The fact that I even have to write this column, or even ask the question in the headline above, is infuriating at most, exhausting at minimum.
But here we are. Just days before the Kansas City Chiefs, powered by one of the most exciting and explosive offenses the NFL has ever seen, play in their second consecutive Super Bowl. And their offensive coordinator, Eric Bieniemy, will be “at work” on Sunday, again, while white men with lesser resumes and accomplishments will be watching the Big Game from their new teams’ facilities, after being recently hired to fill head coaching vacancies.
On Tuesday, the Chiefs’ assistant coaches will be available to the media, and I can guarantee you that Bieniemy will be asked about why he keeps getting passed over, as he’s been interviewed 13 times over the last few years. The Bucs, Dolphins, Bengals, Browns, Giants, Panthers, Jaguars, Chargers, Falcons, Lions, Texans, and Jets (twice) have all said, “thanks, but no thanks.” And when those questions are asked, Bieniemy will more than likely take the high road as he’s done in the past.
“I’ll just say this: Anybody who works in any organization or any job, they want to be rewarded for the right reasons,” Bieniemy recently told USA TODAY’s Jarrett Bell:
When somebody wants to hire me, that will be the best job that has found me and that will be the best job that I have found. Because we connected. So, when it comes to hiring, I can’t control what goes on in the owner’s head. I can’t force them to make the decision. My job is to make sure that when I’m in there giving that interview, I’m being my most authentic self. They get to see me, feel me for who I am and what I’m about. ...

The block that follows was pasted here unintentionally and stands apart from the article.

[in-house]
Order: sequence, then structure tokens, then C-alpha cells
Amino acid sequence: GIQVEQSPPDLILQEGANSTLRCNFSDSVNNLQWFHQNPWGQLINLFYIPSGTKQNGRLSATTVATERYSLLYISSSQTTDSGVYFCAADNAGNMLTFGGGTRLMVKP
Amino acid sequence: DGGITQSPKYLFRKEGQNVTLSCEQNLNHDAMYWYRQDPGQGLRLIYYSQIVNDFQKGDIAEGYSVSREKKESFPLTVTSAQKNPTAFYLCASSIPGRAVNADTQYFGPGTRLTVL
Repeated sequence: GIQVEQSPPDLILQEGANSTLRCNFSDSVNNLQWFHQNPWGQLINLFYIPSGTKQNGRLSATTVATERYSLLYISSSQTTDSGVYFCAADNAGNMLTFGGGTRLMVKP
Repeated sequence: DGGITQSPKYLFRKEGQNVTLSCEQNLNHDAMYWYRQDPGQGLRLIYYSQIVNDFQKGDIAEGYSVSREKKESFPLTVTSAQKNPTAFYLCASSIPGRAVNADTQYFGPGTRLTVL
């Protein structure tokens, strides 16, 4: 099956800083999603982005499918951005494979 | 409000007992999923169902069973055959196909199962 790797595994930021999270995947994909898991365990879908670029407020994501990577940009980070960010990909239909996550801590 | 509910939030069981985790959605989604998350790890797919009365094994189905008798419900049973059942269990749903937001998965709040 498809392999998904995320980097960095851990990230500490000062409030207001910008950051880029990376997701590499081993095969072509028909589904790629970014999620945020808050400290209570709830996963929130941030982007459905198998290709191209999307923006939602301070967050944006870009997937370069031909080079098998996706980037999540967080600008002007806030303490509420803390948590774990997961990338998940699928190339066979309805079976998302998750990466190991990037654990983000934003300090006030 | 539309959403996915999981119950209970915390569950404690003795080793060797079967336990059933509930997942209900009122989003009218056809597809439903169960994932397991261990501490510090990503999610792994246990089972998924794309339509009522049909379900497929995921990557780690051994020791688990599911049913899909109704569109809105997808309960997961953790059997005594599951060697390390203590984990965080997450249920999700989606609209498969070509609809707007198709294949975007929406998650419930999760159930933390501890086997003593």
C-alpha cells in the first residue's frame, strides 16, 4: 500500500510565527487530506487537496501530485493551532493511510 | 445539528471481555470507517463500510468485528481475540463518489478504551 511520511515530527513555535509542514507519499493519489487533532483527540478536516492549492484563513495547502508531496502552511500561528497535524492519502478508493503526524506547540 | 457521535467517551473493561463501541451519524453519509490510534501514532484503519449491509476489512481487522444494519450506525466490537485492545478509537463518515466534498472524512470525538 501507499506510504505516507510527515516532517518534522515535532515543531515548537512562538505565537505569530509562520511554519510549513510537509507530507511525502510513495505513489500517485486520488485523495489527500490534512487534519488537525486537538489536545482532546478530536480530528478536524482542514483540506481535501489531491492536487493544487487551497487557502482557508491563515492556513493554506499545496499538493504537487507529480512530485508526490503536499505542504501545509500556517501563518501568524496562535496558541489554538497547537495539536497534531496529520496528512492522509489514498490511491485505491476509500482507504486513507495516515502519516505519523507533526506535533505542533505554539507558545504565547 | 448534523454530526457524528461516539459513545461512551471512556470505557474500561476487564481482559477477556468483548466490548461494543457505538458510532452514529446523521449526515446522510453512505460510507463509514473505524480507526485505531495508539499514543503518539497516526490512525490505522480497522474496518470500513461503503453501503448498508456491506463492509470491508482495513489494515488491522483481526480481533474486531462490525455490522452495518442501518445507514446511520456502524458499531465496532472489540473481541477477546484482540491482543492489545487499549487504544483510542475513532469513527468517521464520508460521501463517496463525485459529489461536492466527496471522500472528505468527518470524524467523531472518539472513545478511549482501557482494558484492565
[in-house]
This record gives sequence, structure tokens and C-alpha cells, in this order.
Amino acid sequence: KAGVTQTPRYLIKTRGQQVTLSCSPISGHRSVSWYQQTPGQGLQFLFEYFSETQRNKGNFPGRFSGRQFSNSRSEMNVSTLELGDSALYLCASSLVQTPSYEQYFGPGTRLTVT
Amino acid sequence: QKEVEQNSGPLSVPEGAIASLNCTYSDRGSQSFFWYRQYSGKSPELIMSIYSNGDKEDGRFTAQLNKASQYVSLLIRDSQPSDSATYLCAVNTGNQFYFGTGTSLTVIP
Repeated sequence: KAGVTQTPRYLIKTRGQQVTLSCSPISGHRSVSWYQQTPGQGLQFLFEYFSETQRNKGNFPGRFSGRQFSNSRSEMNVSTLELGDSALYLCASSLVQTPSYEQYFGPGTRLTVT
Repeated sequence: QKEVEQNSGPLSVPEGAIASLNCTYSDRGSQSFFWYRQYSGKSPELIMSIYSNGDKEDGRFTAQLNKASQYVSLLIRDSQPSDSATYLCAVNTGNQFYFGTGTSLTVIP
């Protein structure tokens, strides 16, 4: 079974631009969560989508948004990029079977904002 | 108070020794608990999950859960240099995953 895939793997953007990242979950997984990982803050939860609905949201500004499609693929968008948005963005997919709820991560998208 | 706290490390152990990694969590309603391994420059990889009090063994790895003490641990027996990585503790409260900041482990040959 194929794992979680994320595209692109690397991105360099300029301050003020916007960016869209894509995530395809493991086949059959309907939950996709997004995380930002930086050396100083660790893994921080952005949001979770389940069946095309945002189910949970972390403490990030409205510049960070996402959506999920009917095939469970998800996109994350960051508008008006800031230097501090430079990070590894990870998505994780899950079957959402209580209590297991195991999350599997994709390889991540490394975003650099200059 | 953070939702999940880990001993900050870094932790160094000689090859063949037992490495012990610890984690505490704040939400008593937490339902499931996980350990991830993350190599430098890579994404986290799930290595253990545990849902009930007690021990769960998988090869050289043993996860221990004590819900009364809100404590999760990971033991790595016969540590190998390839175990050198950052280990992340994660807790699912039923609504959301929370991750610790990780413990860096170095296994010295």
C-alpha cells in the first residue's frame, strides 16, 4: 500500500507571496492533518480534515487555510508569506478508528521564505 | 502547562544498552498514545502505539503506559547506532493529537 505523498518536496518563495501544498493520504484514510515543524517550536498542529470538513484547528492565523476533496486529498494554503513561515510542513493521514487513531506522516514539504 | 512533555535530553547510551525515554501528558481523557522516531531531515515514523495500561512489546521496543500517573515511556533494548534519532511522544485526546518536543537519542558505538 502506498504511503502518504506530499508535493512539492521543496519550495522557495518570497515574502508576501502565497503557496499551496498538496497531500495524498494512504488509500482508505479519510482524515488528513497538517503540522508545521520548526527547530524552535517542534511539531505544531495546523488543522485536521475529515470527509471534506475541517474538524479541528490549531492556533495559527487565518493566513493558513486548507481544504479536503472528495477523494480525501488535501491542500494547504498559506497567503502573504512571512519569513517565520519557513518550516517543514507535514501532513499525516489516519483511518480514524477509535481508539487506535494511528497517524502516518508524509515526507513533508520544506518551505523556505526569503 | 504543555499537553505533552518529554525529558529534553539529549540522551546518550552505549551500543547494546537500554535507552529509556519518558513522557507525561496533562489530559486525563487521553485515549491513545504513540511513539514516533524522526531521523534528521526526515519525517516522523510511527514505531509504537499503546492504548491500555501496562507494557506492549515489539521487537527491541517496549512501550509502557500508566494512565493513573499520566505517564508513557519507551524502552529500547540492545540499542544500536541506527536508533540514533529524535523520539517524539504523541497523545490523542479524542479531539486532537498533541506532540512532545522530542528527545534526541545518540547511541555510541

But on top of that, if they don’t see all the things that will help them grow as an organization, that’s okay. Because guess what? I have an opportunity here to work with a Hall of Fame head coach [in Andy Reid], we’ve got some great people here who happen to be great football players and we’ve had a great deal of success. I enjoy what I do.
Those are the words of a 51-year-old Black man who understands how the world works. We’re told to keep our heads down, do our jobs, and never complain, even when we should. Because when you’re Black in this country, getting upset about the way you’ve been treated will quickly get you labeled an “angry Black man” or and “Angry Black woman.” That’s why Bieniemy’s quote embodies Michelle Obama’s “when they go low, we go high.” But always being the bigger person is strenuous activity, especially when the evidence is on your side.
A 2019 report from ESPN revealed that minority coaches led winning teams more often than white coaches, while also landing on the hot seat more often than their white counterparts.
Watching everybody else get a chance at something you’ve proven you deserve would infuriate even the most passive person. Unfortunately, it’s an experience Black people endure daily. Bieniemy being passed over is just one end of the spectrum that Black coaches deal with in the NFL, while the Texans’ hiring of David Culley — making him the only African-American hired to fill one of the league’s seven head-coaching vacancies — is at the other.
From every viewpoint, it’s easy to see that the system is rigged, unfair, and discriminating. This brings me back to the question that’s posed in the headline. Because what would happen if Eric Bieniemy, or any other Black coach in the NFL, decided that they’d reached their breaking point and unapologetically opened up about their experiences and shared their feelings in a brutally honest way?
I have no idea. But if it did happen, would you “hear” what they had to say, or would you actually listen?